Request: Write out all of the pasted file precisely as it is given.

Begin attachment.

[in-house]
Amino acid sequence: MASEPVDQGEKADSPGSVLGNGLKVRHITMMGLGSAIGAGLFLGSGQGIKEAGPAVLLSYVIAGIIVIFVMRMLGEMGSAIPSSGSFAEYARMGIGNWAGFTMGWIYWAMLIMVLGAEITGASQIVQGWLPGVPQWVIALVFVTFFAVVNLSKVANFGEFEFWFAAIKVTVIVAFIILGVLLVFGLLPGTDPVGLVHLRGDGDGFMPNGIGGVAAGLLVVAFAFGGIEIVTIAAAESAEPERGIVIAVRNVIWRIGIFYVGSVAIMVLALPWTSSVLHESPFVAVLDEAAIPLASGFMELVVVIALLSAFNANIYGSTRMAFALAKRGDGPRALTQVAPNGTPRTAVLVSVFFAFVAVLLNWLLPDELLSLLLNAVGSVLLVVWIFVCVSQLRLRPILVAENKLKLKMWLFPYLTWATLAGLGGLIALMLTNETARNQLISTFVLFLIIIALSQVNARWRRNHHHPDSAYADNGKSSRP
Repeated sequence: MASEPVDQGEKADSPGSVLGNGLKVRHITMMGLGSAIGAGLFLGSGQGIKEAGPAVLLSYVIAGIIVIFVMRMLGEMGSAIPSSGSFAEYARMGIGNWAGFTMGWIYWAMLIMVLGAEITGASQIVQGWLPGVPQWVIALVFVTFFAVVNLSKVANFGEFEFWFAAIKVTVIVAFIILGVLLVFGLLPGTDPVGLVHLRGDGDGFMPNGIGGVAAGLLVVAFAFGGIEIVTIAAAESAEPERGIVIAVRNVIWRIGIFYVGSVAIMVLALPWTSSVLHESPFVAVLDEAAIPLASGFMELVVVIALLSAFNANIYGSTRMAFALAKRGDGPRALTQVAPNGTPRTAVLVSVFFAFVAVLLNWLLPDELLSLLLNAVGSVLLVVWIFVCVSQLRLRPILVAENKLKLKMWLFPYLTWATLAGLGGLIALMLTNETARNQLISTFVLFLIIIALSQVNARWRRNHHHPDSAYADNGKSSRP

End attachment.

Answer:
[in-house]
Amino acid sequence: MASEPVDQGEKADSPGSVLGNGLKVRHITMMGLGSAIGAGLFLGSGQGIKEAGPAVLLSYVIAGIIVIFVMRMLGEMGSAIPSSGSFAEYARMGIGNWAGFTMGWIYWAMLIMVLGAEITGASQIVQGWLPGVPQWVIALVFVTFFAVVNLSKVANFGEFEFWFAAIKVTVIVAFIILGVLLVFGLLPGTDPVGLVHLRGDGDGFMPNGIGGVAAGLLVVAFAFGGIEIVTIAAAESAEPERGIVIAVRNVIWRIGIFYVGSVAIMVLALPWTSSVLHESPFVAVLDEAAIPLASGFMELVVVIALLSAFNANIYGSTRMAFALAKRGDGPRALTQVAPNGTPRTAVLVSVFFAFVAVLLNWLLPDELLSLLLNAVGSVLLVVWIFVCVSQLRLRPILVAENKLKLKMWLFPYLTWATLAGLGGLIALMLTNETARNQLISTFVLFLIIIALSQVNARWRRNHHHPDSAYADNGKSSRP
Repeated sequence: MASEPVDQGEKADSPGSVLGNGLKVRHITMMGLGSAIGAGLFLGSGQGIKEAGPAVLLSYVIAGIIVIFVMRMLGEMGSAIPSSGSFAEYARMGIGNWAGFTMGWIYWAMLIMVLGAEITGASQIVQGWLPGVPQWVIALVFVTFFAVVNLSKVANFGEFEFWFAAIKVTVIVAFIILGVLLVFGLLPGTDPVGLVHLRGDGDGFMPNGIGGVAAGLLVVAFAFGGIEIVTIAAAESAEPERGIVIAVRNVIWRIGIFYVGSVAIMVLALPWTSSVLHESPFVAVLDEAAIPLASGFMELVVVIALLSAFNANIYGSTRMAFALAKRGDGPRALTQVAPNGTPRTAVLVSVFFAFVAVLLNWLLPDELLSLLLNAVGSVLLVVWIFVCVSQLRLRPILVAENKLKLKMWLFPYLTWATLAGLGGLIALMLTNETARNQLISTFVLFLIIIALSQVNARWRRNHHHPDSAYADNGKSSRP